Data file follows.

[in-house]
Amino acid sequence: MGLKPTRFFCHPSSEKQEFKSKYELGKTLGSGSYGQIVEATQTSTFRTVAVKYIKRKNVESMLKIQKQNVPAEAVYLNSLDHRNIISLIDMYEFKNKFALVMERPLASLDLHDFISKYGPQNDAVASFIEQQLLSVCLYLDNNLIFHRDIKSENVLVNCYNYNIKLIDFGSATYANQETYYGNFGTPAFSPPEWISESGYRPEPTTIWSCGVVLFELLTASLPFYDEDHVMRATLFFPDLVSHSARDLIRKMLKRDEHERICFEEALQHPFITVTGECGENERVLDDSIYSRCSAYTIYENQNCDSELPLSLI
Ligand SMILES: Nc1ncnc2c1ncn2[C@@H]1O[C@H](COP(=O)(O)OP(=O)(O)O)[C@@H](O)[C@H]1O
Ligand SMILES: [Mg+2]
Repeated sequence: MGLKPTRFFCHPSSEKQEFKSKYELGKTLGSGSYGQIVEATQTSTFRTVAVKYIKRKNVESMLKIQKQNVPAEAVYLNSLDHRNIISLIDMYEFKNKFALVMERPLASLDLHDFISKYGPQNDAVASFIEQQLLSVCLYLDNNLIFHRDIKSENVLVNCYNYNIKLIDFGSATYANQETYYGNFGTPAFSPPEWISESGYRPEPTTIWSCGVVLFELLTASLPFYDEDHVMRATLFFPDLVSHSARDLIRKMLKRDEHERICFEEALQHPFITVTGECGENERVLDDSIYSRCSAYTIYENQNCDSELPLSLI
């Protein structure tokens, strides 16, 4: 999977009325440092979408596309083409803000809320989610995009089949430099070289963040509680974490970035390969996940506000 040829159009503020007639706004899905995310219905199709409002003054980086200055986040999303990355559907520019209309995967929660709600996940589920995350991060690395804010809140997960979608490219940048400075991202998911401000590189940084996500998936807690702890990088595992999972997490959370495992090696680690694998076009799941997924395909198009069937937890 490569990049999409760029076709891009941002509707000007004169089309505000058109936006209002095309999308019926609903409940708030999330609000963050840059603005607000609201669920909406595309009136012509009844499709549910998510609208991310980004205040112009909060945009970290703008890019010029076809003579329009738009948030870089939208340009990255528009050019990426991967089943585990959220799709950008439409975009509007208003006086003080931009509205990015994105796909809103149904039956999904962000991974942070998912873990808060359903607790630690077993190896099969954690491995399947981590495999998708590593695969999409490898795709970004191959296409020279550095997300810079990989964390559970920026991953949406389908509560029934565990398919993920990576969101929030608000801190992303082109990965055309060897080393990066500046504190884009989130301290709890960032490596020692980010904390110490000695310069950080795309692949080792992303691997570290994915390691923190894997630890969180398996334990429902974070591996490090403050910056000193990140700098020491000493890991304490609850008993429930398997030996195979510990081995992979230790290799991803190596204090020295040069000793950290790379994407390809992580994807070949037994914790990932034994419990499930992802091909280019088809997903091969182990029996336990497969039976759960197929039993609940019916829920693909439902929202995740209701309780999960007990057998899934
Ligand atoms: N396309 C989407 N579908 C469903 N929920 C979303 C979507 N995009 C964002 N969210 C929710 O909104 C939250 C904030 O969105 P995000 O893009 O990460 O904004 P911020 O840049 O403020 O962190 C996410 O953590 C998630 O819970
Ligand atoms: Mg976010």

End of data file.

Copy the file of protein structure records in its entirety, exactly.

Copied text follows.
[in-house]
Amino acid sequence: MGLKPTRFFCHPSSEKQEFKSKYELGKTLGSGSYGQIVEATQTSTFRTVAVKYIKRKNVESMLKIQKQNVPAEAVYLNSLDHRNIISLIDMYEFKNKFALVMERPLASLDLHDFISKYGPQNDAVASFIEQQLLSVCLYLDNNLIFHRDIKSENVLVNCYNYNIKLIDFGSATYANQETYYGNFGTPAFSPPEWISESGYRPEPTTIWSCGVVLFELLTASLPFYDEDHVMRATLFFPDLVSHSARDLIRKMLKRDEHERICFEEALQHPFITVTGECGENERVLDDSIYSRCSAYTIYENQNCDSELPLSLI
Ligand SMILES: Nc1ncnc2c1ncn2[C@@H]1O[C@H](COP(=O)(O)OP(=O)(O)O)[C@@H](O)[C@H]1O
Ligand SMILES: [Mg+2]
Repeated sequence: MGLKPTRFFCHPSSEKQEFKSKYELGKTLGSGSYGQIVEATQTSTFRTVAVKYIKRKNVESMLKIQKQNVPAEAVYLNSLDHRNIISLIDMYEFKNKFALVMERPLASLDLHDFISKYGPQNDAVASFIEQQLLSVCLYLDNNLIFHRDIKSENVLVNCYNYNIKLIDFGSATYANQETYYGNFGTPAFSPPEWISESGYRPEPTTIWSCGVVLFELLTASLPFYDEDHVMRATLFFPDLVSHSARDLIRKMLKRDEHERICFEEALQHPFITVTGECGENERVLDDSIYSRCSAYTIYENQNCDSELPLSLI
């Protein structure tokens, strides 16, 4: 999977009325440092979408596309083409803000809320989610995009089949430099070289963040509680974490970035390969996940506000 040829159009503020007639706004899905995310219905199709409002003054980086200055986040999303990355559907520019209309995967929660709600996940589920995350991060690395804010809140997960979608490219940048400075991202998911401000590189940084996500998936807690702890990088595992999972997490959370495992090696680690694998076009799941997924395909198009069937937890 490569990049999409760029076709891009941002509707000007004169089309505000058109936006209002095309999308019926609903409940708030999330609000963050840059603005607000609201669920909406595309009136012509009844499709549910998510609208991310980004205040112009909060945009970290703008890019010029076809003579329009738009948030870089939208340009990255528009050019990426991967089943585990959220799709950008439409975009509007208003006086003080931009509205990015994105796909809103149904039956999904962000991974942070998912873990808060359903607790630690077993190896099969954690491995399947981590495999998708590593695969999409490898795709970004191959296409020279550095997300810079990989964390559970920026991953949406389908509560029934565990398919993920990576969101929030608000801190992303082109990965055309060897080393990066500046504190884009989130301290709890960032490596020692980010904390110490000695310069950080795309692949080792992303691997570290994915390691923190894997630890969180398996334990429902974070591996490090403050910056000193990140700098020491000493890991304490609850008993429930398997030996195979510990081995992979230790290799991803190596204090020295040069000793950290790379994407390809992580994807070949037994914790990932034994419990499930992802091909280019088809997903091969182990029996336990497969039976759960197929039993609940019916829920693909439902929202995740209701309780999960007990057998899934
Ligand atoms: N396309 C989407 N579908 C469903 N929920 C979303 C979507 N995009 C964002 N969210 C929710 O909104 C939250 C904030 O969105 P995000 O893009 O990460 O904004 P911020 O840049 O403020 O962190 C996410 O953590 C998630 O819970
Ligand atoms: Mg976010």